When: 11 October, 2016.
What: Dussehra Celebrations
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Celebrating the triumph of good over evil!
Dussehra or Vijaya Dashami, is a Hindu festival that celebrates the victory of good over evil. It is is marked on the 10th day of the bright half (Shukla Paksha) of the month of Ashvin, according to the Hindu calendar. Vijaydashmi celebrations honor the triumph of Lord Rama over Demon Ravana. It also symbolizes the triumph of warrior Goddess Durga over the buffalo demon, Mahishasura. Thus, it is a celebration of victory of good over evil. This celebration starts from Navratri and ends with the tenth day festival of “Dussehra”. Navratri and Dussehra is celebrated throughout the country at the same time, with varying rituals, but with great enthusiasm and energy as it marks the end of scorching summer and the start of winter season. The tenth day after Navratri is called Dussehra, on which number of fairs are organized throughout northern India, and effigies of Ravana are burned. It is also called “Vijaya Dashami” or “Vijayadasami” as this day marks the victory of Lord Rama over Ravana.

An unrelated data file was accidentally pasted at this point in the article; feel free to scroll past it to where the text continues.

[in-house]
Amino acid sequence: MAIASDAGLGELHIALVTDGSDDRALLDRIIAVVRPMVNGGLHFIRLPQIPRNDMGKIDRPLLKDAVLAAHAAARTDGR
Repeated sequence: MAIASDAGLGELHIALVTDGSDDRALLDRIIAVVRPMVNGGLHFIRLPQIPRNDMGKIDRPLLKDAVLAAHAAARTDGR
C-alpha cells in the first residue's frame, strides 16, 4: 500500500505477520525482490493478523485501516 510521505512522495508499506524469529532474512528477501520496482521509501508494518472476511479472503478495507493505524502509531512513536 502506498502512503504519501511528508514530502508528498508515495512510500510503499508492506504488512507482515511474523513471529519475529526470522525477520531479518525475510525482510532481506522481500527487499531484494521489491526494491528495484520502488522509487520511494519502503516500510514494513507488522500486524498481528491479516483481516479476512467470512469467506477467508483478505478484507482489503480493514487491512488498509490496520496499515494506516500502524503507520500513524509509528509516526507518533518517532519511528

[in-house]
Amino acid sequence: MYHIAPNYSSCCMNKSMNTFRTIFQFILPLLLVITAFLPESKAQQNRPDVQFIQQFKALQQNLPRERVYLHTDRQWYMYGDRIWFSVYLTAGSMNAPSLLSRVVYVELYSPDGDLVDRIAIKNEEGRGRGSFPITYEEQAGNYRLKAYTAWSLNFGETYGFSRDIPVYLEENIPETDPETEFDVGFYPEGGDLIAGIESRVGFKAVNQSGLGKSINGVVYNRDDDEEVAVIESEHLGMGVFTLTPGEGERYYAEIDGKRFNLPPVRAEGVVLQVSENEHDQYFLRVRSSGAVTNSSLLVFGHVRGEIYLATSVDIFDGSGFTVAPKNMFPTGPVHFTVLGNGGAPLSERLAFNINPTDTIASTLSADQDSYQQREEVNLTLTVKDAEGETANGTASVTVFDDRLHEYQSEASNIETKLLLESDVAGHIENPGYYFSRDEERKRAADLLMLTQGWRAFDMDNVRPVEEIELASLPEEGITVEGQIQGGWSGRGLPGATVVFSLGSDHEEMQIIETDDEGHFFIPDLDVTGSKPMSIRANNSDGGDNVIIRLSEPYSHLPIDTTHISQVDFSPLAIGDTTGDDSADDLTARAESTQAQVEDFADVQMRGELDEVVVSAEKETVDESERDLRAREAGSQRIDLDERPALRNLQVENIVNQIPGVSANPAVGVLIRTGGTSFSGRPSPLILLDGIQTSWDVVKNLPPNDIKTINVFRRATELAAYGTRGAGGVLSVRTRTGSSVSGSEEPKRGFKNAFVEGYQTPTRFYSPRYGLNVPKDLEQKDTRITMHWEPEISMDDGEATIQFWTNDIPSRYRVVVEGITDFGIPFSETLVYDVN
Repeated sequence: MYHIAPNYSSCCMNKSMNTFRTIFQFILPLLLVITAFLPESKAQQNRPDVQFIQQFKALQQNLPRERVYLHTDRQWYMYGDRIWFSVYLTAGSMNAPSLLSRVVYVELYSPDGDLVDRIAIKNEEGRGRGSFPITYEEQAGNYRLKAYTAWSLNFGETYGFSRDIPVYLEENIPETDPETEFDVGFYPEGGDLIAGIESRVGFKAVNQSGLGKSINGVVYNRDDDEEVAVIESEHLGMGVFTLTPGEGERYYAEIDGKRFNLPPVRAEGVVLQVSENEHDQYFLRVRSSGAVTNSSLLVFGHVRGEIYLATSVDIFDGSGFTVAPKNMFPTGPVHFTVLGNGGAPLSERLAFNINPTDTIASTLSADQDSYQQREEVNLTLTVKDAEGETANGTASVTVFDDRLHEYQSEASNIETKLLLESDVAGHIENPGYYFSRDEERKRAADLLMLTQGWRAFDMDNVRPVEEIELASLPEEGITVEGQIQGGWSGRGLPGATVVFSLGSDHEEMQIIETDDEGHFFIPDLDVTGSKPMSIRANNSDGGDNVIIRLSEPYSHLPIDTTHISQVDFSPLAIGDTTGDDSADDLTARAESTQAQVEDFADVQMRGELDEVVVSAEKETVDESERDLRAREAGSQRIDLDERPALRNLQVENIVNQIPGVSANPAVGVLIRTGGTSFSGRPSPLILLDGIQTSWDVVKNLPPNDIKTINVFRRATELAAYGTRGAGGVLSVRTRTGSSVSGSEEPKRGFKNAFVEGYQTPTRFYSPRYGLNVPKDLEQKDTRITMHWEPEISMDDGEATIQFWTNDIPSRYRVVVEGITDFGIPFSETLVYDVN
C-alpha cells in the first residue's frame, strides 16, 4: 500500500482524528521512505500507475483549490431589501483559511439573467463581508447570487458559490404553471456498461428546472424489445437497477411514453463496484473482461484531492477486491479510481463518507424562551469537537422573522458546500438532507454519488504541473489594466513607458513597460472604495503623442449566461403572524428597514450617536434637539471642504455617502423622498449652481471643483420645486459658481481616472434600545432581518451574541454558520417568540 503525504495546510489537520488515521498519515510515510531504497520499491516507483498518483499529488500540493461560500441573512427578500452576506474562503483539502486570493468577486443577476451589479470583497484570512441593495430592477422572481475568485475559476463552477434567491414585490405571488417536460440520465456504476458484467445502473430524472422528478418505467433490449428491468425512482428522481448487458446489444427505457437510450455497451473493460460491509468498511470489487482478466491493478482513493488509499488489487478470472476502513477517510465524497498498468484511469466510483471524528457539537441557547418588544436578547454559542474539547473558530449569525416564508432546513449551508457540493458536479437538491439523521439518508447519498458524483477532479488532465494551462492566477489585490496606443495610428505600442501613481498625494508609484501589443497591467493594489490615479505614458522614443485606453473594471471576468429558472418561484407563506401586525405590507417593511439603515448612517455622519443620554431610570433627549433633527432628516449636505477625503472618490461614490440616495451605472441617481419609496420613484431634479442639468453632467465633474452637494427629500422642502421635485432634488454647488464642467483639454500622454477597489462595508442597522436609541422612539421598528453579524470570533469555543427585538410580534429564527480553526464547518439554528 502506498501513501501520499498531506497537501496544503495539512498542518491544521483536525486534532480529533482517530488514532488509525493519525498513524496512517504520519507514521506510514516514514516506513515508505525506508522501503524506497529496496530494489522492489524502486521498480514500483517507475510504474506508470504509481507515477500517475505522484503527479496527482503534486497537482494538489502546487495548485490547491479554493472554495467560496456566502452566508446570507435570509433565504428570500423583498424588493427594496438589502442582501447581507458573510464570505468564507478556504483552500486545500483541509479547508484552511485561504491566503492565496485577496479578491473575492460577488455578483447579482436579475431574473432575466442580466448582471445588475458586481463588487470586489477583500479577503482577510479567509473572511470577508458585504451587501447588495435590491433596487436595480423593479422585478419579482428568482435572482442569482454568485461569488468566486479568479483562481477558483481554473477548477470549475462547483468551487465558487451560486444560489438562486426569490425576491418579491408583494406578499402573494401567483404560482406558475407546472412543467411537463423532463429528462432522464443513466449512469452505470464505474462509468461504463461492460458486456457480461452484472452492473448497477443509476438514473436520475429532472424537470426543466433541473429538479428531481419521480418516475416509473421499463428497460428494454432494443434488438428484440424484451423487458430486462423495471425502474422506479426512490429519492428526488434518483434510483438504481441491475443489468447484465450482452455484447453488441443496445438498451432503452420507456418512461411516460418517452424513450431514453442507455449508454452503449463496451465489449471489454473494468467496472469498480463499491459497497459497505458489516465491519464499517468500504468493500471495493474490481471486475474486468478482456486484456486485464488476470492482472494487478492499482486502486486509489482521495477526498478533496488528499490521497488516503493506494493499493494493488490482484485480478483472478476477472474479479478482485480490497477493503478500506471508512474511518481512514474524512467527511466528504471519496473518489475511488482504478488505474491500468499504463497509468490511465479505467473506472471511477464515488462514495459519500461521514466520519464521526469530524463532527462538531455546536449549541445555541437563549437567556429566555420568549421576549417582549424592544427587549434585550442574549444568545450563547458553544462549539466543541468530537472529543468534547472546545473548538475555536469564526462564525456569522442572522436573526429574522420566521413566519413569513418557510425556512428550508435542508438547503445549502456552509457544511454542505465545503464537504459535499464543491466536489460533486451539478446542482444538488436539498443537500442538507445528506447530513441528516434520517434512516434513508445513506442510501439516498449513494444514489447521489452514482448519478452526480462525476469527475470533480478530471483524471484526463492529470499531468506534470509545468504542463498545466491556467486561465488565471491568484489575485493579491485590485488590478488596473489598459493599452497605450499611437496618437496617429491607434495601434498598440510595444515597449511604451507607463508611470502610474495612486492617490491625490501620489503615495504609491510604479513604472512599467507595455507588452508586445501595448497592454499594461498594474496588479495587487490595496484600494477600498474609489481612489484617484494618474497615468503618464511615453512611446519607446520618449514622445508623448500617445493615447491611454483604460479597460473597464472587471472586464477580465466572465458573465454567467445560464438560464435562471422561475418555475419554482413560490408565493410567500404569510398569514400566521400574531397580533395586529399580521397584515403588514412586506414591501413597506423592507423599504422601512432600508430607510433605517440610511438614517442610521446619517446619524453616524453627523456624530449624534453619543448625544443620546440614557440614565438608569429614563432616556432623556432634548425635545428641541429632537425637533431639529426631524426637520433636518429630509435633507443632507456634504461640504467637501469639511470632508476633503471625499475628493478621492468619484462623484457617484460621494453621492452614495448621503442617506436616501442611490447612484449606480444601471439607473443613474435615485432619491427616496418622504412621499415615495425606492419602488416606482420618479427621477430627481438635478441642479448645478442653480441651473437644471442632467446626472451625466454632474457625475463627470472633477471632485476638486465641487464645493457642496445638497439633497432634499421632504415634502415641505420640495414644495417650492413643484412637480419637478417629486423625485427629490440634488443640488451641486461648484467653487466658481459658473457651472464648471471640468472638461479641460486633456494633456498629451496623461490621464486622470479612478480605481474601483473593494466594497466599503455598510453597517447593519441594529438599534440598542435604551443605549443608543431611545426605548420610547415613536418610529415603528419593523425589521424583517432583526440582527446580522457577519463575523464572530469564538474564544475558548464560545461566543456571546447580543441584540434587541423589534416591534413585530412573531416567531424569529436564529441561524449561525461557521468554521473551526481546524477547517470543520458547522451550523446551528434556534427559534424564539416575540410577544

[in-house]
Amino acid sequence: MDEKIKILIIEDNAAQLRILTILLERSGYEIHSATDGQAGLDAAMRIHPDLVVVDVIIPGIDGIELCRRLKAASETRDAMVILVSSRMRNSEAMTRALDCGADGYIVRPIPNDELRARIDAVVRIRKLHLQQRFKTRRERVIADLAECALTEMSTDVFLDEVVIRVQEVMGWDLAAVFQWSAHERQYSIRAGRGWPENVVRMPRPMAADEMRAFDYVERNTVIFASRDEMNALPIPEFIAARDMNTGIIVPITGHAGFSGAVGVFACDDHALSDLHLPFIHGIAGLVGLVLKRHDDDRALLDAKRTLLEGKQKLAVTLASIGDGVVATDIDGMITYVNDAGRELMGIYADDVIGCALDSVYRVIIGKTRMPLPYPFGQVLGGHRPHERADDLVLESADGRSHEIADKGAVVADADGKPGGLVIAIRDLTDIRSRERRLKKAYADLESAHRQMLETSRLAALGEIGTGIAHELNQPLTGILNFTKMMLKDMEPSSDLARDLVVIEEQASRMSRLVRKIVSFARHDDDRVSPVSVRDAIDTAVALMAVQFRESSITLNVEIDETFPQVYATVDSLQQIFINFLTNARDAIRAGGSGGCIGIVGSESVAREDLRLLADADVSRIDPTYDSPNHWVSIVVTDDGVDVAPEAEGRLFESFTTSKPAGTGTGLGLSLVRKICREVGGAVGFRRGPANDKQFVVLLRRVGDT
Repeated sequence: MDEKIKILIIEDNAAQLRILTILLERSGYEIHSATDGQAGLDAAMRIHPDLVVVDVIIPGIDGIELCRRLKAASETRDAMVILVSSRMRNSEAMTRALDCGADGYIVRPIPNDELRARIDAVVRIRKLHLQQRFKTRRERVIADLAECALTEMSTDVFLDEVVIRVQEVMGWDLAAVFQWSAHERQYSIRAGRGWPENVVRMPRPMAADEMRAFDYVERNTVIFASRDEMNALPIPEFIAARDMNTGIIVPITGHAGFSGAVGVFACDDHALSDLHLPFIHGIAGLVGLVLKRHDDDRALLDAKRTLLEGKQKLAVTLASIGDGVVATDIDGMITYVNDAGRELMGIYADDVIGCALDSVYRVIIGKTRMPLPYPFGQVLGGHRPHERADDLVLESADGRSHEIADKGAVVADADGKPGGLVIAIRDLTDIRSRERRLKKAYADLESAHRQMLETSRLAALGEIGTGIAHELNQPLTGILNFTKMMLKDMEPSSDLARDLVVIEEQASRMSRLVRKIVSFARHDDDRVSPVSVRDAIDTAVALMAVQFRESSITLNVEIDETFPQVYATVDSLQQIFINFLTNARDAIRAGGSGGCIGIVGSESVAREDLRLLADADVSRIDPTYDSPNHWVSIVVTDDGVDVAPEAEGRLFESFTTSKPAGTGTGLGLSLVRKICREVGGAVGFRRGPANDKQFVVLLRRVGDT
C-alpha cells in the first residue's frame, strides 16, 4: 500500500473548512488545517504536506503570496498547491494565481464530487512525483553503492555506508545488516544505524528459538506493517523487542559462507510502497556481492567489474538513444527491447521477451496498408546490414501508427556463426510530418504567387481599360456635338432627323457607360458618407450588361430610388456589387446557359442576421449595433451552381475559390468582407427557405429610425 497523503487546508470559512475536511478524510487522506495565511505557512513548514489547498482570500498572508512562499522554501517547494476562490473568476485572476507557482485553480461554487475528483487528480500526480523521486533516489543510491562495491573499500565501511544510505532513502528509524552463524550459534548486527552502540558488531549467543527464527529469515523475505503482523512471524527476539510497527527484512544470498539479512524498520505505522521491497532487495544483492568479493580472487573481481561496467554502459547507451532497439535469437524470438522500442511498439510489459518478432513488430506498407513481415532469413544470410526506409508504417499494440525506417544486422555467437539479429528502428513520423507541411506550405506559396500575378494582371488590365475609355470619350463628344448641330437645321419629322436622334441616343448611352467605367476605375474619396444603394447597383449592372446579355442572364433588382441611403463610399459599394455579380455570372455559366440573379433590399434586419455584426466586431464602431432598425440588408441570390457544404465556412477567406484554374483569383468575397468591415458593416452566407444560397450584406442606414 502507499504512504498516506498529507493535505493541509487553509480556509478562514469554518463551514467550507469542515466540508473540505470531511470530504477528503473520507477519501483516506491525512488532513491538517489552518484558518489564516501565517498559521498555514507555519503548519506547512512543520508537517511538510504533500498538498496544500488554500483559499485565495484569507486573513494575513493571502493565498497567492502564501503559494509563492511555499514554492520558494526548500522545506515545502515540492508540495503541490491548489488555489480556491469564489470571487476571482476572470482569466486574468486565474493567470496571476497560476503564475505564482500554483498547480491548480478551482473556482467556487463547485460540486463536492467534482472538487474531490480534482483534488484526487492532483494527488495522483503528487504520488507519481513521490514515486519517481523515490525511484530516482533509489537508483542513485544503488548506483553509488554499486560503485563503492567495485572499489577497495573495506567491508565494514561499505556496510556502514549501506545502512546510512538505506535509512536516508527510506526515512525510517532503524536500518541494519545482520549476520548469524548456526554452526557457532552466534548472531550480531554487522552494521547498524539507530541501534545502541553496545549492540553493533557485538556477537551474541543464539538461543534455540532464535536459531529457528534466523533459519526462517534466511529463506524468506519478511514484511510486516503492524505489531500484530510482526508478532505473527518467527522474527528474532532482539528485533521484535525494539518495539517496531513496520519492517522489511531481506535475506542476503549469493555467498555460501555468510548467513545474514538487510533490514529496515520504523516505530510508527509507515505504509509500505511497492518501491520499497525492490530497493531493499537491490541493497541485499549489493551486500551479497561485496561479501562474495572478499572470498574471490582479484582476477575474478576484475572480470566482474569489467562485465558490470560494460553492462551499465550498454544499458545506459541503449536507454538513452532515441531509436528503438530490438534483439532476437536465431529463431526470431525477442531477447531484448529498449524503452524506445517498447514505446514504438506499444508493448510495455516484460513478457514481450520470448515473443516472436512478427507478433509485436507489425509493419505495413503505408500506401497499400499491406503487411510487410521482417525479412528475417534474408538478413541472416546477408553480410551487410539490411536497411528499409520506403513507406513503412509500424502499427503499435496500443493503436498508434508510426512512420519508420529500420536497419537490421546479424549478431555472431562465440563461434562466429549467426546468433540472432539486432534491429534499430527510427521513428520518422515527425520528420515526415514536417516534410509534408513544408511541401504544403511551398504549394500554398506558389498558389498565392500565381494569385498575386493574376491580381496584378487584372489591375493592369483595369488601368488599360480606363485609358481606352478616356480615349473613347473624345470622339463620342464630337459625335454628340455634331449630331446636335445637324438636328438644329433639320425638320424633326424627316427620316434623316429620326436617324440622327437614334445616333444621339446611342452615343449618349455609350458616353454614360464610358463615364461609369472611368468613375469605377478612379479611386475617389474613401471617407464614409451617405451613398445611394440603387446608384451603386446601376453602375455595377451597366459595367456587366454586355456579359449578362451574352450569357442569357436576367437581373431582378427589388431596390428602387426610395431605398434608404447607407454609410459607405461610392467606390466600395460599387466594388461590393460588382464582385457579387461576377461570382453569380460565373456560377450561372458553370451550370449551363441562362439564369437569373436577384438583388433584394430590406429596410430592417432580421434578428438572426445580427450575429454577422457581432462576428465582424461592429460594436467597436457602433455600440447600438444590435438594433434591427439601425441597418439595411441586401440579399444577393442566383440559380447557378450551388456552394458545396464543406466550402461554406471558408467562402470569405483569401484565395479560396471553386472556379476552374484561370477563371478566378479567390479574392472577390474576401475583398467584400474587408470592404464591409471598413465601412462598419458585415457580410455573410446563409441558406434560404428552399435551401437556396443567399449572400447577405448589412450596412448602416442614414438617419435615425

The Ramayana is one of the classic Hindu epics of India- a story of courage, loyalty and justice with deep religious significance which has been a great source of inspiration for artists throughout the centuries. Originally written in Sanskrit by the poet Valmiki more than two thousand years ago, the Ramayana tells of the many adventures and ordeals endured by the Rama during his fourteen years of exile. Banished to the forest, a long and laborious search for his beloved wife Sita who has been abducted by the cunning ten-headed demon king Ravana ensues, with help from his half-brother Lakshmana and an army of monkeys led by Hanuman. Many Indians see the hero Rama as a deity and still venerate him as one of the ten reincarnations of the god Vishnu. The ‘Ramlila’ – an enactment of the life of Lord Rama, is held during the nine days preceding Dussehra. On the tenth day (Dussehra or Vijay Dasami), larger effigies of Ravana, his son and brother – Meghnadh and Kumbhakarna are set to fire. The theatrical enactment of this dramatic encounter is held throughout the country in which every section of people participates enthusiastically. In burning the effigies the people are asked to burn the evil within them, and thus follow the path of truth and goodness, bearing in mind the instance of Ravana, who despite all his might and majesty was destroyed for his evil ways.